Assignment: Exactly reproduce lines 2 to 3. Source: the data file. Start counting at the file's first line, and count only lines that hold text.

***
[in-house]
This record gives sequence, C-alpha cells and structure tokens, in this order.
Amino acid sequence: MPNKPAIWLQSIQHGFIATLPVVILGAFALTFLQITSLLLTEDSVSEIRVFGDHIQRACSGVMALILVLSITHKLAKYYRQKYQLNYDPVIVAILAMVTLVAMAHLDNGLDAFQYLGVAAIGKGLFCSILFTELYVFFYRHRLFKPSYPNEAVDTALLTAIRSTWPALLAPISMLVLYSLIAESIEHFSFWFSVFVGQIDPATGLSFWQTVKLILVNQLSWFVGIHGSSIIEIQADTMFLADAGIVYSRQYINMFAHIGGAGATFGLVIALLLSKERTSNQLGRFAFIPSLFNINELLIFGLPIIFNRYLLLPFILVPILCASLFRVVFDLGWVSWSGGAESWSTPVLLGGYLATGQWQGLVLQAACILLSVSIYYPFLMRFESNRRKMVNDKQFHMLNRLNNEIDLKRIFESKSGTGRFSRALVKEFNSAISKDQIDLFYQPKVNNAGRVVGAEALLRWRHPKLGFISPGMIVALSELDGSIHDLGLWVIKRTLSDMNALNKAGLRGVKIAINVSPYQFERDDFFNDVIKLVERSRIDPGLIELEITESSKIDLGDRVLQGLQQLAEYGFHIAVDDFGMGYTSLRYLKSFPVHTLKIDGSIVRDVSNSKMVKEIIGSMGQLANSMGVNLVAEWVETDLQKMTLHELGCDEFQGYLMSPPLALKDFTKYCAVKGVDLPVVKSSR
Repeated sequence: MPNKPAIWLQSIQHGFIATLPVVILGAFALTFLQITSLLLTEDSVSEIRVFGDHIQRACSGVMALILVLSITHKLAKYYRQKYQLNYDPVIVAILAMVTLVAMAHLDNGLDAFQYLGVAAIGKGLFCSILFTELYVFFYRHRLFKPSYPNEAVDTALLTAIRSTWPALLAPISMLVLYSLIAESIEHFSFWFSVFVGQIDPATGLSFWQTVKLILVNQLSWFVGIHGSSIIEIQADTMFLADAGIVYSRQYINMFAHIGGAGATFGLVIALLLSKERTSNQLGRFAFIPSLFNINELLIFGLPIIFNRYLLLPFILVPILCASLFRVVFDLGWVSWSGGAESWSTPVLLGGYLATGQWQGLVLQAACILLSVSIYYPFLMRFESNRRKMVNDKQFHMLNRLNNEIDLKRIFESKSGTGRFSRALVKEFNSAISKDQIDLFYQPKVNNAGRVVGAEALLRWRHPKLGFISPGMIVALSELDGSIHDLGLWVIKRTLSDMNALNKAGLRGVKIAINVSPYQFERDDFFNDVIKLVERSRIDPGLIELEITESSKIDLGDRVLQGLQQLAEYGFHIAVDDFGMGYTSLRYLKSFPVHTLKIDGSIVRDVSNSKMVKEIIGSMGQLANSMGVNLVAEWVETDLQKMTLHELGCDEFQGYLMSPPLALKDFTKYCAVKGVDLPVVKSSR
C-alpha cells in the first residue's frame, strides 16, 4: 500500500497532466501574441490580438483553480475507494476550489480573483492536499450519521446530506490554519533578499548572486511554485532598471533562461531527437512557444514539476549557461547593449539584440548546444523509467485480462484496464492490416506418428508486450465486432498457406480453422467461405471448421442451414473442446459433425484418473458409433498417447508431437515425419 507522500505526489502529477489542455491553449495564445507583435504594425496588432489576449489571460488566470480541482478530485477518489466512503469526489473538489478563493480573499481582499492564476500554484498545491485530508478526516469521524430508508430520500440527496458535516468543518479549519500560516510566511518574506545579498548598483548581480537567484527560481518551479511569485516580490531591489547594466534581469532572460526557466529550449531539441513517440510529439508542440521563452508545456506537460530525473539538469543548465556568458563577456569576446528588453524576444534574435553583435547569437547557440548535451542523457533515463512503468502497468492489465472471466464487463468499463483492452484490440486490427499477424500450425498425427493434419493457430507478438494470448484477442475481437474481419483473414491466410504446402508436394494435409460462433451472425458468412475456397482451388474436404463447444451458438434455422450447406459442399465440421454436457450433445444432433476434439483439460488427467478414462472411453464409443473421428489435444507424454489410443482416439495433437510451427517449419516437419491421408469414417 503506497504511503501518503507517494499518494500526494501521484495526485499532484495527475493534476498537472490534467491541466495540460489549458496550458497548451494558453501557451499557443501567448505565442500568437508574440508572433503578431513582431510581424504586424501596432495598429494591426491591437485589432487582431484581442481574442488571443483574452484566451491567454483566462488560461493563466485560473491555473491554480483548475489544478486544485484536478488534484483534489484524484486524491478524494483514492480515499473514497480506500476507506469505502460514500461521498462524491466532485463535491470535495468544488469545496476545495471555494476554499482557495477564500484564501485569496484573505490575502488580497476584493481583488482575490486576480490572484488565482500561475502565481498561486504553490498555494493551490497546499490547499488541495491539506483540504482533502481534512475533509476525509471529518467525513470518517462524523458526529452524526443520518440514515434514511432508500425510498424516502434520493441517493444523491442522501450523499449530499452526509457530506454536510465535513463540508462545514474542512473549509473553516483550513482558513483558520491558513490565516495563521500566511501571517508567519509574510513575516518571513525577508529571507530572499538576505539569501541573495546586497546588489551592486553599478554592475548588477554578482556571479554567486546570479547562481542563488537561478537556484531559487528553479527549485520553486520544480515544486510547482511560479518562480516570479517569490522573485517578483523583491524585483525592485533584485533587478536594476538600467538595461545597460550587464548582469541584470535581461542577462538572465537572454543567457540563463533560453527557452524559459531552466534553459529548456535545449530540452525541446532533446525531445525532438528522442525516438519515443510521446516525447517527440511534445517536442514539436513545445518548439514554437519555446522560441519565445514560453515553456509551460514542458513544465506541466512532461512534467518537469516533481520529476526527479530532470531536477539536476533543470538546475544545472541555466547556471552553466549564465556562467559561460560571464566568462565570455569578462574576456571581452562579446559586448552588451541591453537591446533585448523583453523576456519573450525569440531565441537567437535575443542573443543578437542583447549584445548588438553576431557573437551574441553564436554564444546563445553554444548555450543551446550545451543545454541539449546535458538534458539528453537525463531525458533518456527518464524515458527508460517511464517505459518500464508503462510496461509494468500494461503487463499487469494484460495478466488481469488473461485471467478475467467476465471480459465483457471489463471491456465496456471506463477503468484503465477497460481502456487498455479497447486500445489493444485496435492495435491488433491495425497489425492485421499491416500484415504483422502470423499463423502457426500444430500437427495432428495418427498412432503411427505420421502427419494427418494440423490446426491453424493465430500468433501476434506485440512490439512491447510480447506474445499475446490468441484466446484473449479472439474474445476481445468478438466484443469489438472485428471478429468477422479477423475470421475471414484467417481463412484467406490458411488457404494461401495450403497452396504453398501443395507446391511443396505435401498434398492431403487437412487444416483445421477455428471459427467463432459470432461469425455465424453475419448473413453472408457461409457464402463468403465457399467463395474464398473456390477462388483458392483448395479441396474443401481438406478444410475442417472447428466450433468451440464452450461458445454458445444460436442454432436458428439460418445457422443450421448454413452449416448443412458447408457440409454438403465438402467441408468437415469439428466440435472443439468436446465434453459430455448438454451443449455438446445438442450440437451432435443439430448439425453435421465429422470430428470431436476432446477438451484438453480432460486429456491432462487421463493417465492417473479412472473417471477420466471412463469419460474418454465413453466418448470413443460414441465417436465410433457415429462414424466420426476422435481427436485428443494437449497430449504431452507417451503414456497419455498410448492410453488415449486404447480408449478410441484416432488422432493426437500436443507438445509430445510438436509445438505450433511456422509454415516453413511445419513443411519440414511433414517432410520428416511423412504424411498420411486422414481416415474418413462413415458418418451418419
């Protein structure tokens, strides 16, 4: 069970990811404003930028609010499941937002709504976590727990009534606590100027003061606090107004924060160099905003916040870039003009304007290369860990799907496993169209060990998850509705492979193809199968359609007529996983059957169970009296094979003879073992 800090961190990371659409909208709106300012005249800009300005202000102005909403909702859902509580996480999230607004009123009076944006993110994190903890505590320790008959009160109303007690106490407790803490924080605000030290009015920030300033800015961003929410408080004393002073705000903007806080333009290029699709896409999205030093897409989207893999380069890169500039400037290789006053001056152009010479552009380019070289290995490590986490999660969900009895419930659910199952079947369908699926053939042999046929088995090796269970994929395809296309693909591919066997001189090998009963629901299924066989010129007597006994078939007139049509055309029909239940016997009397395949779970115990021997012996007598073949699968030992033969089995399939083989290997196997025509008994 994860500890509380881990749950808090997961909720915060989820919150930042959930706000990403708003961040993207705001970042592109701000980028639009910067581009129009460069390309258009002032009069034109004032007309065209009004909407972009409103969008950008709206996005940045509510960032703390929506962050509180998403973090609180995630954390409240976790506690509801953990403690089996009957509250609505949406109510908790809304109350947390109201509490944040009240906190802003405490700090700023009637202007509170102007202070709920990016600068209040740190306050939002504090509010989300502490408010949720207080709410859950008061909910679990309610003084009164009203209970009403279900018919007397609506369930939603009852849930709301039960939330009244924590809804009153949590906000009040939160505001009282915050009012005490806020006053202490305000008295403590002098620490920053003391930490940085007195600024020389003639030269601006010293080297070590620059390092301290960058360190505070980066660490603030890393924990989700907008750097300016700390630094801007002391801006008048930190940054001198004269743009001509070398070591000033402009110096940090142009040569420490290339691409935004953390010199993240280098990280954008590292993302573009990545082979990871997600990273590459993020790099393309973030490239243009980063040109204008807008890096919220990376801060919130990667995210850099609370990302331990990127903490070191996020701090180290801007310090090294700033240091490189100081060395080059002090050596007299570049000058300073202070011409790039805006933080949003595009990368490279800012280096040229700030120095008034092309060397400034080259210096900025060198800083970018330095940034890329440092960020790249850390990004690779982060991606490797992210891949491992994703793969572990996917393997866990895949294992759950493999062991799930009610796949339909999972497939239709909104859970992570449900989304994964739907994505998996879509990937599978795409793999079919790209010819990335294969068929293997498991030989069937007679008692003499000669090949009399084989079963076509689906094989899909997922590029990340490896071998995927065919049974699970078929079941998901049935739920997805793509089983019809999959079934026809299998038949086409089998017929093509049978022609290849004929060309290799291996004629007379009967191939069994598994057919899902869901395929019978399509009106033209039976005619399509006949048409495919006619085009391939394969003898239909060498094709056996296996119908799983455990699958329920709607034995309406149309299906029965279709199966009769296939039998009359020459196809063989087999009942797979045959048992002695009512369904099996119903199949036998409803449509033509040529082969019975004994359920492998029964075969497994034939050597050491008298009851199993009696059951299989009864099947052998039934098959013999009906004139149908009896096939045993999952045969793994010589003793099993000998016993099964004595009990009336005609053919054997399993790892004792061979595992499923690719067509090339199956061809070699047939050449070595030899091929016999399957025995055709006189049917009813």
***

This record gives sequence, C-alpha cells and structure tokens, in this order.
Amino acid sequence: MPNKPAIWLQSIQHGFIATLPVVILGAFALTFLQITSLLLTEDSVSEIRVFGDHIQRACSGVMALILVLSITHKLAKYYRQKYQLNYDPVIVAILAMVTLVAMAHLDNGLDAFQYLGVAAIGKGLFCSILFTELYVFFYRHRLFKPSYPNEAVDTALLTAIRSTWPALLAPISMLVLYSLIAESIEHFSFWFSVFVGQIDPATGLSFWQTVKLILVNQLSWFVGIHGSSIIEIQADTMFLADAGIVYSRQYINMFAHIGGAGATFGLVIALLLSKERTSNQLGRFAFIPSLFNINELLIFGLPIIFNRYLLLPFILVPILCASLFRVVFDLGWVSWSGGAESWSTPVLLGGYLATGQWQGLVLQAACILLSVSIYYPFLMRFESNRRKMVNDKQFHMLNRLNNEIDLKRIFESKSGTGRFSRALVKEFNSAISKDQIDLFYQPKVNNAGRVVGAEALLRWRHPKLGFISPGMIVALSELDGSIHDLGLWVIKRTLSDMNALNKAGLRGVKIAINVSPYQFERDDFFNDVIKLVERSRIDPGLIELEITESSKIDLGDRVLQGLQQLAEYGFHIAVDDFGMGYTSLRYLKSFPVHTLKIDGSIVRDVSNSKMVKEIIGSMGQLANSMGVNLVAEWVETDLQKMTLHELGCDEFQGYLMSPPLALKDFTKYCAVKGVDLPVVKSSR